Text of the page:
Geological evidence gathered by rovers and spacecraft at Mars have found that it hosted a warm and wet climate with liquid water running on its surface early in its evolution history.
So what happened to all the water at Mars? How much water does it have today and how much has it lost over time? These are some of the questions that our research group at Boston University is trying to answer today.
The Hubble Space Telescope (HST) has been instrumental in studying the escape of water from Mars. We have used the Advanced Camera for Surveys (ACS) Solar Blind Channel (SBC) to image Mars in a number of observing campaigns to study the escape of hydrogen, which is related to the escape of water from Mars.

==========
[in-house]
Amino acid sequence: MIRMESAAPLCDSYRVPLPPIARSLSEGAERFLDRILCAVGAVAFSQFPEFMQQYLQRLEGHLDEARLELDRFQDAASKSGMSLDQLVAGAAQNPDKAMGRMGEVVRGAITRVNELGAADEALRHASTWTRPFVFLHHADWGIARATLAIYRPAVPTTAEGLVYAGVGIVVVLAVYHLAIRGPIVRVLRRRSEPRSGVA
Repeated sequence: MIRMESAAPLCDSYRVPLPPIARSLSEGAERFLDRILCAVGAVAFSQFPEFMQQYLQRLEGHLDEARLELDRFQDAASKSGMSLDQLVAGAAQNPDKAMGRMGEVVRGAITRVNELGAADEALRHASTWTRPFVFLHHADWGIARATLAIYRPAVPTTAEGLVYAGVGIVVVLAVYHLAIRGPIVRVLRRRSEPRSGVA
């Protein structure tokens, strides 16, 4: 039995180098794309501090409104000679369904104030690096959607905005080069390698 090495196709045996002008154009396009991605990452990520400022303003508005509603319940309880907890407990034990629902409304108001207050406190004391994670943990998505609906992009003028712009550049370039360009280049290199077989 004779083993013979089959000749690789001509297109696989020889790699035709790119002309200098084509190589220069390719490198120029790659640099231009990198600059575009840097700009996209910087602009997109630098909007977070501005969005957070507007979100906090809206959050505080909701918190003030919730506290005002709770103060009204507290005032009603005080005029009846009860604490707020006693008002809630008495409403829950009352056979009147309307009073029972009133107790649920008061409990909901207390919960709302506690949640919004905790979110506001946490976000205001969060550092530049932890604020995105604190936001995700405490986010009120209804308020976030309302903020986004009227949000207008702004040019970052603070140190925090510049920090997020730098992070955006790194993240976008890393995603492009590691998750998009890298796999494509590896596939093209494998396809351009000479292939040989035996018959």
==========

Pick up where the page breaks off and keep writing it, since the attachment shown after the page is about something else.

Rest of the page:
We have also occasionally used the Space Telescope Imaging Spectrograph (STIS) to observe and study the different emissions like the hydrogen Lyman-alpha emission at 1216 Å, the deuterium emission at 1215.3 Å, the oxygen 1304 Å triplet and the 1356 Å forbidden doublet line emitted by the Martian atmosphere.
Our group has been involved with a lot of successful HST observing campaigns of Mars.
The data from these observing campaigns numbered GO- 11170
can be downloaded here